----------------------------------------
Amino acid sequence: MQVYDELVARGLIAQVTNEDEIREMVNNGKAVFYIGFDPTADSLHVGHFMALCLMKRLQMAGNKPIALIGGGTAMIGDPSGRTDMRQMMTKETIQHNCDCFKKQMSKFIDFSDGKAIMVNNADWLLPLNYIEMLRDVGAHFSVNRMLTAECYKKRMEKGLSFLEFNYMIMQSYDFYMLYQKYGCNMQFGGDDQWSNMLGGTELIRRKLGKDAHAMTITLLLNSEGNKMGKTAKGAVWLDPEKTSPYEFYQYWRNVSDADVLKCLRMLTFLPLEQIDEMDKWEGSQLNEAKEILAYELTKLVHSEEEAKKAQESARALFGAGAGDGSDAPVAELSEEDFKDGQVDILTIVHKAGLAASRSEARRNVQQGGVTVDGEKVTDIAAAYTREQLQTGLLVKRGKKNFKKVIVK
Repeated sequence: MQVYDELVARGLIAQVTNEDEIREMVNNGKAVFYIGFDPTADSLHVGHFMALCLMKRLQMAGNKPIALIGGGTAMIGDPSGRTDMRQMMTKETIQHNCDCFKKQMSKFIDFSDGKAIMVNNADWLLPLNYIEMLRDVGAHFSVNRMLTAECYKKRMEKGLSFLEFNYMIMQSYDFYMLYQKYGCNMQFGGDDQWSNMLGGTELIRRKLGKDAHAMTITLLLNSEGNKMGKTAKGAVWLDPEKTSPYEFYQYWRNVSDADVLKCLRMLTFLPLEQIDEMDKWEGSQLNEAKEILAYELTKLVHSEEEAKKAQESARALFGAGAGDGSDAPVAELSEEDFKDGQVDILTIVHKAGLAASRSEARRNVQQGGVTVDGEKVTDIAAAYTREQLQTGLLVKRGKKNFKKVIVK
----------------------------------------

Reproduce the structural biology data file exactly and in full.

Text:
Amino acid sequence: MQVYDELVARGLIAQVTNEDEIREMVNNGKAVFYIGFDPTADSLHVGHFMALCLMKRLQMAGNKPIALIGGGTAMIGDPSGRTDMRQMMTKETIQHNCDCFKKQMSKFIDFSDGKAIMVNNADWLLPLNYIEMLRDVGAHFSVNRMLTAECYKKRMEKGLSFLEFNYMIMQSYDFYMLYQKYGCNMQFGGDDQWSNMLGGTELIRRKLGKDAHAMTITLLLNSEGNKMGKTAKGAVWLDPEKTSPYEFYQYWRNVSDADVLKCLRMLTFLPLEQIDEMDKWEGSQLNEAKEILAYELTKLVHSEEEAKKAQESARALFGAGAGDGSDAPVAELSEEDFKDGQVDILTIVHKAGLAASRSEARRNVQQGGVTVDGEKVTDIAAAYTREQLQTGLLVKRGKKNFKKVIVK
Repeated sequence: MQVYDELVARGLIAQVTNEDEIREMVNNGKAVFYIGFDPTADSLHVGHFMALCLMKRLQMAGNKPIALIGGGTAMIGDPSGRTDMRQMMTKETIQHNCDCFKKQMSKFIDFSDGKAIMVNNADWLLPLNYIEMLRDVGAHFSVNRMLTAECYKKRMEKGLSFLEFNYMIMQSYDFYMLYQKYGCNMQFGGDDQWSNMLGGTELIRRKLGKDAHAMTITLLLNSEGNKMGKTAKGAVWLDPEKTSPYEFYQYWRNVSDADVLKCLRMLTFLPLEQIDEMDKWEGSQLNEAKEILAYELTKLVHSEEEAKKAQESARALFGAGAGDGSDAPVAELSEEDFKDGQVDILTIVHKAGLAASRSEARRNVQQGGVTVDGEKVTDIAAAYTREQLQTGLLVKRGKKNFKKVIVK